Our Guide to Spanish Wines
The Aqueduct of Segovia is the most magnificent and perfectly-preserved ancient Roman monument in Spain and, indeed, the Iberian Peninsula. It is located in the north-western provincial capital of Segovia, in the community of Castilla y Leon, and about 65 kilometres north-west of Madrid. The then small town of Segovia was blessed with this incredible aqueduct to solve its urban water shortages. The aqueduct of Segovia is a majestic feat of ancient architecture and a true testament to the power and influence of the Roman Empire.
Since its source along the Fuente Fria river in the nearby Sierra de Guadarrama, the aqueduct stretches an impressive 16 kilometres to reach the city's most central areas. Its date of construction is unknown due to a lack of recorded evidence or inscription on the actual monument, but researchers and historians seem to agree with the period between 50 and 150 AD. The aqueduct has been traced to its source, uncovering more sites of ruins and extraordinary little pockets of antiquity. In total, it has over 500 arches. Some parts along its trajectory have been re-built after partial destruction by weather over the centuries and Moorish attack throughout their 800-year reign of mid-southern Spain.
In the city itself, the aqueduct rises high above the streets in a bridge-style with a double layer of arches, the upper one comprising shorter and narrower pillars than the lower one. Traffic was prohibited to pass underneath the aqueduct due to fears that the high noise levels may eventually result in its collapse – although science has proven otherwise. It really is an inspiring monument. Come and visit the Aqueduct of Segovia for a journey back in time to one of history's proudest eras.
MALAGA seems at first an uninviting place. It's the second city of the south (after Sevilla), with a population of half a million, and is also one of the poorest: official unemployment figures for the area estimate the jobless at one in four of the workforce. Yet though many people get no further than the train or bus stations, and though the clusters of high-rises look pretty grim as you approach, it has its attractions. The elegant central zone has a number of interesting churches and museums, not to mention the birthplace of Picasso and the new Picasso Museum , housing an important collection of works by Málaga's most famous son.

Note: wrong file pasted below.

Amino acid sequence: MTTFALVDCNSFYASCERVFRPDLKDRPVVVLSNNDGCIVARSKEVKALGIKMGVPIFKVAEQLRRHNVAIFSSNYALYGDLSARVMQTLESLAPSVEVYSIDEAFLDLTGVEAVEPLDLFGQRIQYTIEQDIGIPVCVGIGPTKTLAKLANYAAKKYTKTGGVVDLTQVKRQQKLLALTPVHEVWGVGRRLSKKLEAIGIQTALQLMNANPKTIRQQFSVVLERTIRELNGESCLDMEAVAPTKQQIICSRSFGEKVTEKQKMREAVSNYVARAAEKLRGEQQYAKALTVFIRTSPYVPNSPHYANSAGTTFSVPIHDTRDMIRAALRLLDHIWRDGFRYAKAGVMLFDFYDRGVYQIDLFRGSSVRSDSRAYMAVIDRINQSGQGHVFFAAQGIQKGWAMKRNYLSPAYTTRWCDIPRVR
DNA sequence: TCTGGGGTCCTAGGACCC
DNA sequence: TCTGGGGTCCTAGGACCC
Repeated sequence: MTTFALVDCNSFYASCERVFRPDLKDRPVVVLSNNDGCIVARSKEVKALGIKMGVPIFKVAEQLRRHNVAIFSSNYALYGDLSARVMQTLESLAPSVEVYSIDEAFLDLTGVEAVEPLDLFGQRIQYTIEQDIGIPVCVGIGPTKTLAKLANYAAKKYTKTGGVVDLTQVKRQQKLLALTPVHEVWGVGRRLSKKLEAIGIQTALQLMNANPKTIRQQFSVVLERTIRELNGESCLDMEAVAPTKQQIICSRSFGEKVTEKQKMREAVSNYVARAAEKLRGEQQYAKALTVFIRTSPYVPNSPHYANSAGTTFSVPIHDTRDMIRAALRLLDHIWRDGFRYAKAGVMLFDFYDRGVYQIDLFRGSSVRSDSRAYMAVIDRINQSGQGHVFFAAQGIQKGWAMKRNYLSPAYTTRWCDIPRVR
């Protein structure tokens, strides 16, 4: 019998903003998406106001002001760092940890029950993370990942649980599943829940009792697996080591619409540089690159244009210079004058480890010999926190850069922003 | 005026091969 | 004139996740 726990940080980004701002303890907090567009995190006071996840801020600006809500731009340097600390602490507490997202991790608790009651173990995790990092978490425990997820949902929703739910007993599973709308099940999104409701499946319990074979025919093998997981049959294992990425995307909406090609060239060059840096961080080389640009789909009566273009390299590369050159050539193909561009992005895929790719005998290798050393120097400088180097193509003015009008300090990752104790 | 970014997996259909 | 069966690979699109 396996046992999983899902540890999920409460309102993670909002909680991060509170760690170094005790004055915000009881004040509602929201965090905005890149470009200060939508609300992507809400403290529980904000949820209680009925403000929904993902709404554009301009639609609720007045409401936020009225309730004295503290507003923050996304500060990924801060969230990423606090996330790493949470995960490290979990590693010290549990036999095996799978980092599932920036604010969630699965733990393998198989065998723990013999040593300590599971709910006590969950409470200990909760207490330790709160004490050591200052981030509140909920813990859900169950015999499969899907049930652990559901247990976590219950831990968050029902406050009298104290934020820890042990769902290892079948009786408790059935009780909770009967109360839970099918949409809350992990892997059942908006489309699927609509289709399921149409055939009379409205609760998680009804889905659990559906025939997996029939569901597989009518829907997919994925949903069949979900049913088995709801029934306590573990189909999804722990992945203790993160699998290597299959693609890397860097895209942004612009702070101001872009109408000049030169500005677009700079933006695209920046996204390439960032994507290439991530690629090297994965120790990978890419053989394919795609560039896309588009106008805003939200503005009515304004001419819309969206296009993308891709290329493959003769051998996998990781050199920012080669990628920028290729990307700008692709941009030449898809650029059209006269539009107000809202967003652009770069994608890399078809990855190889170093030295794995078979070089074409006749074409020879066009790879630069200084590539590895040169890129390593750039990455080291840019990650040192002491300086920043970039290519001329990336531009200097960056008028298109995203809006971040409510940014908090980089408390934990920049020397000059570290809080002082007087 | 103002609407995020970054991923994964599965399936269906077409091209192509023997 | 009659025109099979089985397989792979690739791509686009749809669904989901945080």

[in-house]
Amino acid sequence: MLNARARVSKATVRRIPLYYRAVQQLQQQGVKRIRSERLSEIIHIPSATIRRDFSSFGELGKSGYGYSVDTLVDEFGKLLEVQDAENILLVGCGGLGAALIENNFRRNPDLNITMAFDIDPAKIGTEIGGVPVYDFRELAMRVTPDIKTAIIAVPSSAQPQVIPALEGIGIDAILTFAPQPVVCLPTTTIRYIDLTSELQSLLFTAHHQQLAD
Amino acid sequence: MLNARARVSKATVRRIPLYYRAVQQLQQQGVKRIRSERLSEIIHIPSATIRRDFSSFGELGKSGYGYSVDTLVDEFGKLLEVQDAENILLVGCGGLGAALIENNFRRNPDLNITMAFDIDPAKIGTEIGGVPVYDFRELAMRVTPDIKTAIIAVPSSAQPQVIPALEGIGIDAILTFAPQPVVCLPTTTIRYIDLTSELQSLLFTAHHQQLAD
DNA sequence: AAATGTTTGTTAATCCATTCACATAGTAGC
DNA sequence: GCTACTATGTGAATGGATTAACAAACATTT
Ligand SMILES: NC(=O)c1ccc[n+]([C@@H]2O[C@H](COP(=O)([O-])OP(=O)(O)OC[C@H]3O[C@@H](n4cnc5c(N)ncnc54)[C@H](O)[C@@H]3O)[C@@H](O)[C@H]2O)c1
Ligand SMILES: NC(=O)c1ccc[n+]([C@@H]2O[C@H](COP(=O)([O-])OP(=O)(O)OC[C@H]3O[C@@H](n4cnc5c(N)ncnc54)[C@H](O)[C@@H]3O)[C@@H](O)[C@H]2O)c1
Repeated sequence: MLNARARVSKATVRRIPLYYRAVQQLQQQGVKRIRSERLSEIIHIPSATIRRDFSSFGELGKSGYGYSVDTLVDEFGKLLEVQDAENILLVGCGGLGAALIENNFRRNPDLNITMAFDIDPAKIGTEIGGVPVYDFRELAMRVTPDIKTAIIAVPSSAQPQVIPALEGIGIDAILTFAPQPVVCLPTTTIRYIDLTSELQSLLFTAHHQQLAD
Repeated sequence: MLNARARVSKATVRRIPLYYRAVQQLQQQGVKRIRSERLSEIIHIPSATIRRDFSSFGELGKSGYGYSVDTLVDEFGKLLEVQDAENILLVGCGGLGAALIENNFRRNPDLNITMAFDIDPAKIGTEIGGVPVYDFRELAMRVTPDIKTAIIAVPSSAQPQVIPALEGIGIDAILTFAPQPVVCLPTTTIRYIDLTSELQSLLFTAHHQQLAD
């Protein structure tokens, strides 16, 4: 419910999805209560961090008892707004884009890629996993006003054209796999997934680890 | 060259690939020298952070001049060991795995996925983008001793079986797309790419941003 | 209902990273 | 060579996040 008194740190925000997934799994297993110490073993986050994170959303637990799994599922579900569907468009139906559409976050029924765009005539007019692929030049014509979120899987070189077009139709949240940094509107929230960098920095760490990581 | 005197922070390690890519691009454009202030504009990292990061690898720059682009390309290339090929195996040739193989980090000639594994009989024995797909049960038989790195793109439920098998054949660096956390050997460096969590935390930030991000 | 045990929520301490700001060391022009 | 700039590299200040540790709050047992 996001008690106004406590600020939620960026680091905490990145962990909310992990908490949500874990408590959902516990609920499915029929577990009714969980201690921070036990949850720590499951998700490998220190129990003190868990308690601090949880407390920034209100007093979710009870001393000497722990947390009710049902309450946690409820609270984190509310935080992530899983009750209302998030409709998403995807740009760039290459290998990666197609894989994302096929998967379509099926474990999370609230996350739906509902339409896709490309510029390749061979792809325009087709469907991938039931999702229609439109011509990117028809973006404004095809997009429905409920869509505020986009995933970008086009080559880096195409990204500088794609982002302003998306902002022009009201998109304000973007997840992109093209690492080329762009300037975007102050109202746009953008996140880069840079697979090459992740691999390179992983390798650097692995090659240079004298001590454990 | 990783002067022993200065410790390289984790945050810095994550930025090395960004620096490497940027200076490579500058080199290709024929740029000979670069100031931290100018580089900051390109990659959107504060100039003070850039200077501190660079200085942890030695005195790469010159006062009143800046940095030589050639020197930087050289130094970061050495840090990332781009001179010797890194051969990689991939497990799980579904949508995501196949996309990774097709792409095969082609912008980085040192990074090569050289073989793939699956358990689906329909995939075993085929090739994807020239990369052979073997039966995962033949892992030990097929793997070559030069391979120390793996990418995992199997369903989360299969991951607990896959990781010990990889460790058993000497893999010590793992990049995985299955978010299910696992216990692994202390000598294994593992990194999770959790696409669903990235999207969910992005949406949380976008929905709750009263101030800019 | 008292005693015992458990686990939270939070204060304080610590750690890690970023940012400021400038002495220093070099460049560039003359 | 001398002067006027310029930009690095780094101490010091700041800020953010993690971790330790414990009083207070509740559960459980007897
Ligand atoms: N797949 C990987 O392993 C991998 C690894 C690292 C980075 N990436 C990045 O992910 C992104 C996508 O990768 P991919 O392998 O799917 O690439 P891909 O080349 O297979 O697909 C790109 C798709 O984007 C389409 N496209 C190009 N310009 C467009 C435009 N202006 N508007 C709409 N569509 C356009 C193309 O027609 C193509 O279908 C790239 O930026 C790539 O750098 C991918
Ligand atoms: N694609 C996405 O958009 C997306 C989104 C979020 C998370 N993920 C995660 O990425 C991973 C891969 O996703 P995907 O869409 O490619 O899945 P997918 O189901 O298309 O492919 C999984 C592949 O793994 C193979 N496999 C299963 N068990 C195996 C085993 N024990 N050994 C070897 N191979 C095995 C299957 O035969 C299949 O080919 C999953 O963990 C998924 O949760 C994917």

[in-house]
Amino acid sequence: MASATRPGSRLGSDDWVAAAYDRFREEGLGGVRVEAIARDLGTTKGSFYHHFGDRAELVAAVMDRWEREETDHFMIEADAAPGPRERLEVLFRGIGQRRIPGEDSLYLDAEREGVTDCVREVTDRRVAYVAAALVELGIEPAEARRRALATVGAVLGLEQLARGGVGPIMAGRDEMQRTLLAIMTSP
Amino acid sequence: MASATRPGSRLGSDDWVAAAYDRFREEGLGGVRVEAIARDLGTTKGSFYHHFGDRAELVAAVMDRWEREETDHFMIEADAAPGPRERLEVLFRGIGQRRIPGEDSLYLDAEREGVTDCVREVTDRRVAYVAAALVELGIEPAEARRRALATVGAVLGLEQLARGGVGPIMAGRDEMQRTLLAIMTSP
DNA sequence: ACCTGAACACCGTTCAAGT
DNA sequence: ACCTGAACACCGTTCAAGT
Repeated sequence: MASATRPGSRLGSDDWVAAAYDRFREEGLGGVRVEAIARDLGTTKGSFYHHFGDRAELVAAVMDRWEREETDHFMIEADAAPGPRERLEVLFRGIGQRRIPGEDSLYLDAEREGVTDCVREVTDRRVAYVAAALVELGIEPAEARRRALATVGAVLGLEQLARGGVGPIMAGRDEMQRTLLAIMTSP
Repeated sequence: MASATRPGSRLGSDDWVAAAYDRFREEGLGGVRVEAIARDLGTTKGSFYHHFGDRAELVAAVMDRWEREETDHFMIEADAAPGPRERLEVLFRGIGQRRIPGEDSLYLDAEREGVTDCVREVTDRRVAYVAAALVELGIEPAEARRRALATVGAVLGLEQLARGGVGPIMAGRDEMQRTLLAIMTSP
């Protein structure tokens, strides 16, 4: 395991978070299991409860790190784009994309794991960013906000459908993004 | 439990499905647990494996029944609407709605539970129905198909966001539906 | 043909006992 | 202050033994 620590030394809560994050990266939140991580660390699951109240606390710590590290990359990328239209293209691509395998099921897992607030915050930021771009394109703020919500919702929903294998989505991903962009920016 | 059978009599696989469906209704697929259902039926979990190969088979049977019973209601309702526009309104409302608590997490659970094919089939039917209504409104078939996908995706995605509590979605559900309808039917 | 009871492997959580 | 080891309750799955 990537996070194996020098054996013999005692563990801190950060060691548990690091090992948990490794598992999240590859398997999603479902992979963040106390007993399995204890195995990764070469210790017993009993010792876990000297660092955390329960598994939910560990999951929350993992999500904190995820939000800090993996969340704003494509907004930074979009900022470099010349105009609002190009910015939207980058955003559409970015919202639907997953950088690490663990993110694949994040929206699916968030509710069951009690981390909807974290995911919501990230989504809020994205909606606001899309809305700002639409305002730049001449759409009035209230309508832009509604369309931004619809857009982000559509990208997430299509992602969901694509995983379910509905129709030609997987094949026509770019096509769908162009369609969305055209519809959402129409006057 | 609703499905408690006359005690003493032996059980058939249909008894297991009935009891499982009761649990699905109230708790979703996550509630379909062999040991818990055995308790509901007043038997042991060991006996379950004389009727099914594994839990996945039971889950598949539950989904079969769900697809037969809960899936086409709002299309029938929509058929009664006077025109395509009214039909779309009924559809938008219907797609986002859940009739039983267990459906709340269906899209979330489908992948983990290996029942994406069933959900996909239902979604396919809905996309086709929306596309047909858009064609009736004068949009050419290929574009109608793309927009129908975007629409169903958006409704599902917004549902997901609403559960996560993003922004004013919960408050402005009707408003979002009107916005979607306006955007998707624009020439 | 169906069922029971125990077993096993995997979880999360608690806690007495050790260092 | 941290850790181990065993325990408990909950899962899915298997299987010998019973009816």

The Picasso Museum - Malaga
Online Picasso Project
Google Map of Malaga
Coto de Doñana
Donana's unique habitats enable this vast national park to host a myriad of birds and other wildlife, including the Iberian lynx.
The Parque Nacional de Doñana is one of Europe's most important wetland reserves and a major site for migrating birds. It is an immense area; the parque itself and surrounding parque natural or Entorno de Doñana (a protected buffer zone) amount to over 1,300 sq km in the provinces of Huelva, Sevilla and Cádiz. It is internationally for recognised for its great ecological wealth. Doñana has become a key centre in the world of conservationism.
Doñana is well known for its enormous variety of bird species, either permanent residents, winter visitors from north and central Europe or summer visitors from Africa, like its numerous types of geese and colourful colonies of flamingo. It has one of the world's largest colonies of Spanish imperial eagles. The park as a whole comprises three distinct kinds of ecosystem: the marismas, the Mediterranean scrublands and the coastal mobile dunes with their beaches.
Google Map of Doñana